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TitleBuried valley imaging using 3-C seismic reflection, electrical resistivity and AEM surveys
AuthorPugin, A J -M; Oldenborger, G AORCID logo; Pullan, S E
SourceProceedings of the Symposium on the Application of Geophysics to Environmental and Engineering Problems; 2011 p. 1-7
Alt SeriesEarth Sciences Sector, Contribution Series 20100406
MeetingSymposium on the Application of Geophysics to Environmental and Engineering Problems; Charleston; US; April 10-14, 2011
Subjectsgeophysics; hydrogeology; groundwater; groundwater resources; aquifers; buried valleys; mapping techniques; computer mapping; seismic surveys; seismic reflection surveys; seismic interpretations; electrical surveys; electrical resistivity; e m surveys
ProgramGroundwater Geoscience, Aquifer Assessment & support to mapping
AbstractIn the Canadian Prairies buried valleys are important sources of groundwater. Hydrological methods such as pumping tests provide very limited spatial information to efficiently predict the sustainability of these aquifers. To obtain a full assessment in three dimensions of such complex reservoir geometry, geophysical tools are an absolute necessity.
The Spiritwood valley in southwestern Manitoba, is a Canada-USA transborder buried-valley aquifer. In March 2010, the Geological Survey of Canada conducted an airborne electromagnetic (AEM) survey (AeroTEM III) over a 1062 km2 area along the buried valley north of the US border. The results show multiple resistive elongated features which have been interpreted as coarse sediment filled channels inside a 15 km wide more conductive valley filled with finer sediments such as diamictons. The spatial distribution, directionality, and size of the channels are complex.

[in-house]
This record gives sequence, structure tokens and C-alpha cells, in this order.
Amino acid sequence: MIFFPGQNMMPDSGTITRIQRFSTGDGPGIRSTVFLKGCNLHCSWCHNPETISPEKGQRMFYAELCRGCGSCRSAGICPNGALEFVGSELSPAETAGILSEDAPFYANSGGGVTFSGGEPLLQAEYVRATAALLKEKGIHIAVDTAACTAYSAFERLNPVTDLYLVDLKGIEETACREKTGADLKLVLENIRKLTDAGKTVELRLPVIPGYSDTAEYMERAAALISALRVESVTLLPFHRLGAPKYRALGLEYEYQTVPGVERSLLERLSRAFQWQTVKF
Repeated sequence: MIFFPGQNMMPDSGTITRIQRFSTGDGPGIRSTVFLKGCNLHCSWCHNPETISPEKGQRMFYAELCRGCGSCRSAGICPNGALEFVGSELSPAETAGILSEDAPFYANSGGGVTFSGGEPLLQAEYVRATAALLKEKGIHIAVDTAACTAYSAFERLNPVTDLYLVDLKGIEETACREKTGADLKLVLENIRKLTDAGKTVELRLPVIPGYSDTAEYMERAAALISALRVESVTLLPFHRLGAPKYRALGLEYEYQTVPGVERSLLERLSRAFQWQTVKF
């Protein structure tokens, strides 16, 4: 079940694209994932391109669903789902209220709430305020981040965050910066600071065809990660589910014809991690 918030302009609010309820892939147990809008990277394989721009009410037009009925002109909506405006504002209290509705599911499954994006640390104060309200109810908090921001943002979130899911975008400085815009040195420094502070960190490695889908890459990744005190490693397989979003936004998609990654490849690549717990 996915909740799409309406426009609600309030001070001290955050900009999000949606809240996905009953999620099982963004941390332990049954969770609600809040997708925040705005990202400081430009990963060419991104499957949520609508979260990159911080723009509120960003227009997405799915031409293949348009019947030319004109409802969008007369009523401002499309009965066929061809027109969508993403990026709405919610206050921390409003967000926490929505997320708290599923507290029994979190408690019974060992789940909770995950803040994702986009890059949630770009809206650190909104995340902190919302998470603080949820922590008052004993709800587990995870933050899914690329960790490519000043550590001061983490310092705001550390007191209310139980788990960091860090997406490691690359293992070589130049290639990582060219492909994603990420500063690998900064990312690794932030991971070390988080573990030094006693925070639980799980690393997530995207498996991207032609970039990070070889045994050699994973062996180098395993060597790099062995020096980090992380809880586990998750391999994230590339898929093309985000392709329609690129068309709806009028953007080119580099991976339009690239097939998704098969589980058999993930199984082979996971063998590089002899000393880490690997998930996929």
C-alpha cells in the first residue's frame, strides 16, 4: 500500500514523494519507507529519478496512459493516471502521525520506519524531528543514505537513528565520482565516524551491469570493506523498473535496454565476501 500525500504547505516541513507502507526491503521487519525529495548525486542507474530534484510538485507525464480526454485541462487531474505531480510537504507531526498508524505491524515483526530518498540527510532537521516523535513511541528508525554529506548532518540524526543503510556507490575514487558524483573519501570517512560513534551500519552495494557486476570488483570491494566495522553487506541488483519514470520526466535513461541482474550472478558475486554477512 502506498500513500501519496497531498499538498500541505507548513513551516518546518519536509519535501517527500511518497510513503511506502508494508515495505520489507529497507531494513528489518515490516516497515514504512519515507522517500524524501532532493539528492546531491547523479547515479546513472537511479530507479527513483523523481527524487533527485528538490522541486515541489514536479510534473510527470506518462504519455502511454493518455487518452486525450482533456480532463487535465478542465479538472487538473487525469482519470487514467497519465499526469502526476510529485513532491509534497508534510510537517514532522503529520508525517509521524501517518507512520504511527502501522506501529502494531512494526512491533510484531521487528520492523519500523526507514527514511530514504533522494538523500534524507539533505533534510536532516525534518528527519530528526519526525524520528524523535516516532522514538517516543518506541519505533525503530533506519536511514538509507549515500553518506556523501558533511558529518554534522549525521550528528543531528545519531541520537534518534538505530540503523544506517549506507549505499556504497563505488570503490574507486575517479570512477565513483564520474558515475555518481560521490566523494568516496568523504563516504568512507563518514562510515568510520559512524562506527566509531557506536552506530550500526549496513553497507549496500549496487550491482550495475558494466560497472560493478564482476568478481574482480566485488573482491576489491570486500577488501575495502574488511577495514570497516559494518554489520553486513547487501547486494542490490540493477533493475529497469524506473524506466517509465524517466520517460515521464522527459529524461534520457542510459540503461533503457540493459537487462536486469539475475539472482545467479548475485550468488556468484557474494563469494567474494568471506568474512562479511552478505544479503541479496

Follow up ground surveys were carried out during the summer and included a ground based, multi-electrode electrical resistivity survey to calibrate the resistivity of the various units seen in the AEM data, as well as a high-resolution seismic survey to obtain detailed architectural and depth information. The seismic data were collected using a Minivib I in inline horizontal vibrating mode (20- 240 Hz sweep) at a shot spacing of 6 m and a 3-component (3-C) landstreamer receiver array with 48 sleds spaced at 1.5 m. These data allow us to obtain both shear wave and compressive wave profiles. The younger, less compacted channels were better imaged with P-wave data, while some areas with shallow gas or organic peats were better imaged with S-wave data. The seismic images show detailed sedimentary sequences and permit some inferences on the relative ages of channels formed during multiple ice advances. The sections also showed the presence of other channels, which are interpreted to be infilled with finer sediments based on the seismic facies, and which are not associated with resistive features in the AEM data.
This combination of AEM, electric sounding and 3-C seismic profiling provides exceptional 3-D coverage which has highlighted key hydrological features such as buried channel aquifers and potential sub-surface hydraulic pathways or connections. Such information is critical to groundwater prospecting and to the accurate assessment of recharge and discharge potentials associated with buried valley

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